Today starts the season when hundreds of thousands of people will volunteer more than usual to help make the holidays special for the less fortunate. It’s an amazing time of year to see so many people coming together to feed the homeless, throw Christmas parties for underprivileged kids, visit the elderly and donate to “gift trees”. At the same time, Thanksgiving and Christmas can be bittersweet for organizations who try to mobilize volunteers (and money) throughout the rest of the year.
My husband runs a ministry (on a volunteer basis) that serves chili to local homeless people every Thursday. There are about 10 core volunteers who commit to this weekly. Thanksgiving happens to be the one Thursday that the ministry does NOT serve because there are so many other groups who show up to serve on that day specifically. The other 51 weeks of the year, it’s just Bryan and his fellow volunteers with a couple of tables serving chili to 300 homeless people in downtown Santa Ana.
Last week, two large groups called wanting to serve chili on Thanksgiving. Bryan explained they would not be serving that night but that he would love for them to come any other week. In both cases, they politely thanked him for his time and hung up.
It would be easy, if not trite, to place blame on people for only serving on designated holidays. The bigger question for consideration is, what STOPS Christians from consistently serving, despite knowing it is our explicit calling? In raising our kids to be Christ followers, is serving not a critical matter? I can’t answer for everyone, but since I personally am guilty of not consistently serving, I’ll let you in my head.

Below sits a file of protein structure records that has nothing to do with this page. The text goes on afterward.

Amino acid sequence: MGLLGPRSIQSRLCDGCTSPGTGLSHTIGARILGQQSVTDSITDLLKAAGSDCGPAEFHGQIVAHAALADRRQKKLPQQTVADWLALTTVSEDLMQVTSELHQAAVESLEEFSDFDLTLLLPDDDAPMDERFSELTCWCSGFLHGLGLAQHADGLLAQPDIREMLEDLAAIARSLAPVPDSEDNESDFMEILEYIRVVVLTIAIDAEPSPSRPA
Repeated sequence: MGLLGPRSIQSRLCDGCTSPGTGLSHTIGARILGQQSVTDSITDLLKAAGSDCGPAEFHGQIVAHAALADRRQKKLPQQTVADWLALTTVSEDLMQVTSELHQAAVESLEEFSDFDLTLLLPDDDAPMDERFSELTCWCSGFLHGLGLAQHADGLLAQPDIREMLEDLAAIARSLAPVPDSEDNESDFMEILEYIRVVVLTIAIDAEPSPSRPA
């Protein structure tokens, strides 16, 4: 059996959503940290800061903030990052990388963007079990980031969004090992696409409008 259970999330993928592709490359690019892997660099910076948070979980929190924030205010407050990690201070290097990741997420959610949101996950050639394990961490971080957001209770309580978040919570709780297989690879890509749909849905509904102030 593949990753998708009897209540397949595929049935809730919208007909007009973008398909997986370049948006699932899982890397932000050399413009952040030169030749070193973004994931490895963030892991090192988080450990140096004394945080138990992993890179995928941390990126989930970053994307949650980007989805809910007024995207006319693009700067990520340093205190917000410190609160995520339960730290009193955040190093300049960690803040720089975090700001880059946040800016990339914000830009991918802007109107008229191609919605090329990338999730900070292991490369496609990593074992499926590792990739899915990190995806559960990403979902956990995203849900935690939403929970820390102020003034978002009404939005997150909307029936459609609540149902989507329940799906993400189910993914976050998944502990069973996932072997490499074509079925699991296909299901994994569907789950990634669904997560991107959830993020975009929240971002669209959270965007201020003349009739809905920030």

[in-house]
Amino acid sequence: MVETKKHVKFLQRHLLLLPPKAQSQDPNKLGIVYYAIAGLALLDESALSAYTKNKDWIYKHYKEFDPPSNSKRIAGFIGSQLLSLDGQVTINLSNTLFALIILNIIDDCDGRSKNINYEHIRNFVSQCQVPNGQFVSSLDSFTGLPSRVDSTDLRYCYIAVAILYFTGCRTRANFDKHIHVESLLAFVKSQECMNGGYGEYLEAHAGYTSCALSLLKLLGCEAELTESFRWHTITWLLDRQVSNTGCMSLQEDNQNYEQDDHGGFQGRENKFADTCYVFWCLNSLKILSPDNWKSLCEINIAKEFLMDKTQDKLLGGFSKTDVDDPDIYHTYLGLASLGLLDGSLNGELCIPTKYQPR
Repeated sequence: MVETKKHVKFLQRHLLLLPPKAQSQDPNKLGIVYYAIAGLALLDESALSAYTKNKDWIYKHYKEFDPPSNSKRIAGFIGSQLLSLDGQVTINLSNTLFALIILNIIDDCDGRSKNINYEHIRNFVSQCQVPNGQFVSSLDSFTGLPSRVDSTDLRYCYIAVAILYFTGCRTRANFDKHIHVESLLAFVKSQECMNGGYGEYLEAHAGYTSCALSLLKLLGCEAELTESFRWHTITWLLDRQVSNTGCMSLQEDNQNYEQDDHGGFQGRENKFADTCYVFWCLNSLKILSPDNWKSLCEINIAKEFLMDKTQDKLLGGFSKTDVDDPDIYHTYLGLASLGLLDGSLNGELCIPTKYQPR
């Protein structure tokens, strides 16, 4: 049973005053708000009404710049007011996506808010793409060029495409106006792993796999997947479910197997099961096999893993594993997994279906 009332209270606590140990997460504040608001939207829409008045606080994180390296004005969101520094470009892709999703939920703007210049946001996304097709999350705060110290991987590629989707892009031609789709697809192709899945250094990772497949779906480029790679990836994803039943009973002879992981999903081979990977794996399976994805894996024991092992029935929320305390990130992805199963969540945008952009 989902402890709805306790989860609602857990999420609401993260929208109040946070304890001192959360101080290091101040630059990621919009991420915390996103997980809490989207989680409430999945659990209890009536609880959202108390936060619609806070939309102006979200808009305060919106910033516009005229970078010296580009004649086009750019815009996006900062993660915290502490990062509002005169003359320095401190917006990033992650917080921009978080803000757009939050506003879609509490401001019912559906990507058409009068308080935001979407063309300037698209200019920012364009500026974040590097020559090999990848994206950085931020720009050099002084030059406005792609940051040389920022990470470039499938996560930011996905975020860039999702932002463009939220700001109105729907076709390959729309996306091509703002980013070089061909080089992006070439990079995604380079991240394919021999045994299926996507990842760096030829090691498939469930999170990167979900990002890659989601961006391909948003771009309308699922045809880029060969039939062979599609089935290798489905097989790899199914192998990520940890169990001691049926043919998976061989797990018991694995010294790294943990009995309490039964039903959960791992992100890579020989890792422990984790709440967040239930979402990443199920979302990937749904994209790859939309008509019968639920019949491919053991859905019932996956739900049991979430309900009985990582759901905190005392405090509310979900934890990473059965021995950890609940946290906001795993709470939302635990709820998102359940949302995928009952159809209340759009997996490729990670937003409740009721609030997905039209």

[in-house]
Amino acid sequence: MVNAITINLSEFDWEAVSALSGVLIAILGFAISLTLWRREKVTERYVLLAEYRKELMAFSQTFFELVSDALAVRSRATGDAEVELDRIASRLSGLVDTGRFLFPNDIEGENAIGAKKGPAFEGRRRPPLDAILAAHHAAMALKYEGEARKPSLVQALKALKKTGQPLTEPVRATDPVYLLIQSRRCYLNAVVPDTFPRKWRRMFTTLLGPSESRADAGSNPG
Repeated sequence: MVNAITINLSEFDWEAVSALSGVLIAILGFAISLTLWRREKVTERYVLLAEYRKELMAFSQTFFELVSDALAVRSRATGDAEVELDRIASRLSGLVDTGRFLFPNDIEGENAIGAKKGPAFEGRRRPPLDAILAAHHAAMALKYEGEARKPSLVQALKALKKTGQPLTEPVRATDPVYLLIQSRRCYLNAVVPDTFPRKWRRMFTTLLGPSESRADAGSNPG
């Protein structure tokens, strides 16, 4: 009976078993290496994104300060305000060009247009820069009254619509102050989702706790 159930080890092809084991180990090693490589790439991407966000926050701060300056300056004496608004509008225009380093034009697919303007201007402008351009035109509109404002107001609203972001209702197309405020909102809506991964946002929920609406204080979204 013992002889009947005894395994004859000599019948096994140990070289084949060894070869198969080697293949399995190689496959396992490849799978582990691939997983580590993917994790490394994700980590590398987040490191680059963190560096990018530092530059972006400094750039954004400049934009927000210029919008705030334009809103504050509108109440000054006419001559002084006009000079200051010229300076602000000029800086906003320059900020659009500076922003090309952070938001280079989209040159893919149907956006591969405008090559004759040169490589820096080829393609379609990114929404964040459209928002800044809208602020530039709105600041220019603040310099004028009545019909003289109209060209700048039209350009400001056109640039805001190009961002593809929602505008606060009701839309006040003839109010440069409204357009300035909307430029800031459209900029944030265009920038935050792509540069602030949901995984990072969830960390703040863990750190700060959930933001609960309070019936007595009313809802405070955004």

I’ve considered mentoring a foster teen. I’ve looked into tutoring elementary kids at a shelter. I’ve thought about “adopting” an elderly person to visit in a nursing home. But then my mind starts spinning: With all of my “mom” responsibilities, how can I find time to regularly serve? I surely don’t want to commit to anything. Then they will depend on me. What if it becomes too much and I have to keep going back anyway? Worse yet, what if I decide to stop and totally let someone down? Even if I decide to do it, what exactly should I do? What are my gifts? Maybe I should Google “Spiritual Gifts Quiz”.
For me, this internal dialogue leads to . . . absolutely nothing. No serving at all, because I’m seeing serving as an “event” (or series of “events”). I’m overthinking it and building it into something it’s not. I realized this week that if I started with even the smallest ways of serving that are all around me, all the time, I would be much more likely to serve consistently. Since Jesus calls us to serve as a way of life, consistency is of highest importance! With that in mind, I hope you’ll join me in the challenge below.
What (if any) mental barriers do you put up to serving consistently?
Make serving less of an “event”. Commit to doing something – anything – for someone else with your kids one time per week. This can be something as small as sending an encouraging note to someone or shoveling snow from a neighbor’s sidewalk. Have your kids decide what it is you do each week so they are fully vested in the commitment. The goal is to teach our kids that serving opportunities are everywhere, all the time. I’m going to implement this myself starting this week and will report back in future posts. Will you join me?